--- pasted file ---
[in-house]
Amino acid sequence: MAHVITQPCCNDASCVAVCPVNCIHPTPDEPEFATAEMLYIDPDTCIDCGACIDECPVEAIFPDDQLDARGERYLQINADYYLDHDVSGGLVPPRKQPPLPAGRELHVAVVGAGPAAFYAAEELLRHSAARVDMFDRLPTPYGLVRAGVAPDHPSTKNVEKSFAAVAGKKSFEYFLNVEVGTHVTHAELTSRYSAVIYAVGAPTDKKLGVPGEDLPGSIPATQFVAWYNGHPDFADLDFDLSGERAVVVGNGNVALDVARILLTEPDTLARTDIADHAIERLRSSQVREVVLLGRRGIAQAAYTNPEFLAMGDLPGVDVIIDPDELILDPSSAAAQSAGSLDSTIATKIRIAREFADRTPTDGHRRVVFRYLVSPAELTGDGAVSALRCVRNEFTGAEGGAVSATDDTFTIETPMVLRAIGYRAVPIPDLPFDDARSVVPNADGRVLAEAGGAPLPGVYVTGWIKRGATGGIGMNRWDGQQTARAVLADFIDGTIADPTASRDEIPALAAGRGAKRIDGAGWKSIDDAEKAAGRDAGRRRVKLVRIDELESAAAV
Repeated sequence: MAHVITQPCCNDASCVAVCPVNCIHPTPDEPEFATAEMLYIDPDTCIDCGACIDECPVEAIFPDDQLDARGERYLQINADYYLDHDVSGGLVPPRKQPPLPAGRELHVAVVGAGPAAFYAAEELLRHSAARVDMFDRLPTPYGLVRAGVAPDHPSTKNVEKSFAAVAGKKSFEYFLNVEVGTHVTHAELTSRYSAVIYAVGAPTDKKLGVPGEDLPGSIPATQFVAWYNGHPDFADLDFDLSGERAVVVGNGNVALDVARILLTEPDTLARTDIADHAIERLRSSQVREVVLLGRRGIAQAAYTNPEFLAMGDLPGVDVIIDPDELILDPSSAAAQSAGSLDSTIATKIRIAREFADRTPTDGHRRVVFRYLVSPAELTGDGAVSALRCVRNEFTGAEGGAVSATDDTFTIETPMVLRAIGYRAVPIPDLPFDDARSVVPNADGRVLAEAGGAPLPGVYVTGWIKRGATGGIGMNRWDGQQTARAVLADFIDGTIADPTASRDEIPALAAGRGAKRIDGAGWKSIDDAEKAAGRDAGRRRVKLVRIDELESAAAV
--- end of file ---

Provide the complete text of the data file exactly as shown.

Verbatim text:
[in-house]
Amino acid sequence: MAHVITQPCCNDASCVAVCPVNCIHPTPDEPEFATAEMLYIDPDTCIDCGACIDECPVEAIFPDDQLDARGERYLQINADYYLDHDVSGGLVPPRKQPPLPAGRELHVAVVGAGPAAFYAAEELLRHSAARVDMFDRLPTPYGLVRAGVAPDHPSTKNVEKSFAAVAGKKSFEYFLNVEVGTHVTHAELTSRYSAVIYAVGAPTDKKLGVPGEDLPGSIPATQFVAWYNGHPDFADLDFDLSGERAVVVGNGNVALDVARILLTEPDTLARTDIADHAIERLRSSQVREVVLLGRRGIAQAAYTNPEFLAMGDLPGVDVIIDPDELILDPSSAAAQSAGSLDSTIATKIRIAREFADRTPTDGHRRVVFRYLVSPAELTGDGAVSALRCVRNEFTGAEGGAVSATDDTFTIETPMVLRAIGYRAVPIPDLPFDDARSVVPNADGRVLAEAGGAPLPGVYVTGWIKRGATGGIGMNRWDGQQTARAVLADFIDGTIADPTASRDEIPALAAGRGAKRIDGAGWKSIDDAEKAAGRDAGRRRVKLVRIDELESAAAV
Repeated sequence: MAHVITQPCCNDASCVAVCPVNCIHPTPDEPEFATAEMLYIDPDTCIDCGACIDECPVEAIFPDDQLDARGERYLQINADYYLDHDVSGGLVPPRKQPPLPAGRELHVAVVGAGPAAFYAAEELLRHSAARVDMFDRLPTPYGLVRAGVAPDHPSTKNVEKSFAAVAGKKSFEYFLNVEVGTHVTHAELTSRYSAVIYAVGAPTDKKLGVPGEDLPGSIPATQFVAWYNGHPDFADLDFDLSGERAVVVGNGNVALDVARILLTEPDTLARTDIADHAIERLRSSQVREVVLLGRRGIAQAAYTNPEFLAMGDLPGVDVIIDPDELILDPSSAAAQSAGSLDSTIATKIRIAREFADRTPTDGHRRVVFRYLVSPAELTGDGAVSALRCVRNEFTGAEGGAVSATDDTFTIETPMVLRAIGYRAVPIPDLPFDDARSVVPNADGRVLAEAGGAPLPGVYVTGWIKRGATGGIGMNRWDGQQTARAVLADFIDGTIADPTASRDEIPALAAGRGAKRIDGAGWKSIDDAEKAAGRDAGRRRVKLVRIDELESAAAV